‘Agenda for Survival’, the program we have had for the past one month with the Centre for Science and Environment was enriching in many ways. AFS is a course designed to explore the science, politics, and economics of the environmental-development debate in the country. The endowment of the late Kamala Chowdhry who is also the founder-member of CSE supports the participation of students for select outstation students.
The course broadened our perspectives on various issues through eminent speakers who spoke on rural, urban and governance issues. The interactive case studies on current issues like POSCO that made us realise the environment-development issue and the need to find a sustainable path were the highlights of the course. The visits to the historic 16th Century Rajon ki Bauli step well, an eye-opening boat ride along the Yamuna river, and a week-long trip to the Kumaon hills of Uttarakhand were some of the few adventures and moments that will remain etched forever on our minds.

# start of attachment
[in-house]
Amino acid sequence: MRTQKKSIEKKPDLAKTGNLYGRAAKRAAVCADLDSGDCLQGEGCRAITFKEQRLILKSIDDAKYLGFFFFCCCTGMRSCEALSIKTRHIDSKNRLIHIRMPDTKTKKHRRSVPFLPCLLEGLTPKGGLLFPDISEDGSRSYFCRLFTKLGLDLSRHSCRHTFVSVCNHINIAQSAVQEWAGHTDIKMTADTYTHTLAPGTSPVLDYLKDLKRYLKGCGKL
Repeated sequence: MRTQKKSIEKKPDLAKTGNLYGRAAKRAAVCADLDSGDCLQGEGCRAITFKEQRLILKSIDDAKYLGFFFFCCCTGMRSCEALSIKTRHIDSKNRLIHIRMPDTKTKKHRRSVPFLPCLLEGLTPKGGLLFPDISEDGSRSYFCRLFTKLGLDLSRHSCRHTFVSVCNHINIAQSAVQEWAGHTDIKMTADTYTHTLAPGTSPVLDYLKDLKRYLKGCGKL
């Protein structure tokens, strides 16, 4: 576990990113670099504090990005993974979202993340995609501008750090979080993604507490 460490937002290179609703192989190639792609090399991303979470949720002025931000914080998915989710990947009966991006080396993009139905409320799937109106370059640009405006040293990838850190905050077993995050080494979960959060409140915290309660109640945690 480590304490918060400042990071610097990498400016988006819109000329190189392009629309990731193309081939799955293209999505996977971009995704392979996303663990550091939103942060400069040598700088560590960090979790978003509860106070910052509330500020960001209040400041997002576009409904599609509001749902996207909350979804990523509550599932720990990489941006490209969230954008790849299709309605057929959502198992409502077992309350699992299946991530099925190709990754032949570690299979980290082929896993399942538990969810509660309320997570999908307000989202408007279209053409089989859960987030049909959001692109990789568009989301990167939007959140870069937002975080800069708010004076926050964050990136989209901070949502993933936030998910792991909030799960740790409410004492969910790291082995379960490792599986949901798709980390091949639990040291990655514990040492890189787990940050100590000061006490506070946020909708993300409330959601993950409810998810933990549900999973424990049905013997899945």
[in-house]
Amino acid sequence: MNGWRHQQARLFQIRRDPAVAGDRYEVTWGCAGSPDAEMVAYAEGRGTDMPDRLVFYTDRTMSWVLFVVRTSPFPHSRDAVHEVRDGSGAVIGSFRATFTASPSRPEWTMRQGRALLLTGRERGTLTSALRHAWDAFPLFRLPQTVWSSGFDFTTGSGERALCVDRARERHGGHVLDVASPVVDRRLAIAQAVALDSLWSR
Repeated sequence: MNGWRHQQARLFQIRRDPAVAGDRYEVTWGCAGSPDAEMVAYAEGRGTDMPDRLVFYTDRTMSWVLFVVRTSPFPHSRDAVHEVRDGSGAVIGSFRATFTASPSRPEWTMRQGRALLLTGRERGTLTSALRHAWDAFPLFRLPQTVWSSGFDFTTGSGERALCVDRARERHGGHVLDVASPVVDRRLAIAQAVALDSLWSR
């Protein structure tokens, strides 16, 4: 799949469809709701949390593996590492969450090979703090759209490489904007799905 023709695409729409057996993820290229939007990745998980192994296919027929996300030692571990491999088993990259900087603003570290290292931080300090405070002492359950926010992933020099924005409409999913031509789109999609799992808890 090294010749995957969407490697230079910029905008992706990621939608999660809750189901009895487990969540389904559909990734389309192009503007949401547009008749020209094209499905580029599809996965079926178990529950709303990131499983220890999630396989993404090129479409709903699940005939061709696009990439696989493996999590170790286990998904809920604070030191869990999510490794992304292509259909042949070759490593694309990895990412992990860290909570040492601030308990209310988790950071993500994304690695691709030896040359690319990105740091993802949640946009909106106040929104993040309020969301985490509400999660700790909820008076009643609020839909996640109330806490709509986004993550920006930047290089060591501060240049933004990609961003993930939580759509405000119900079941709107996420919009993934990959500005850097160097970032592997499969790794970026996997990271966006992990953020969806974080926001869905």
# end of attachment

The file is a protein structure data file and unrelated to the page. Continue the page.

We are infused with enthusiasm, vigour and focus towards the ever so important task of protecting the environs we live in to make the lives of all living forms safe and sound. Our agenda towards livelihood or environment must be filled with multiple and positive actions. It is time to act and practise effective ways of living where solution building should be the main aim and area of thrust. The stories covered here are a testimony of simple yet significant attempts resulting in success stories. Kanika, Malaika and Pranietha interpret the impact of migration and education on women; Kush and Vivek bring forth fresh thoughts on the role of environmental education, while Nimit and Shobana explain aspects of water conservation in the villages and Raghu takes you on a historic journey of fading village architecture.The task before us is clear; a better tomorrow is possible only if we understand the mistakes of the past and stop abusing the present. During India’s development discourse, not everything has been ‘green’ from the beginning. It’s more of a compromise between development and the environment. Hence the name, ‘Green and Grey’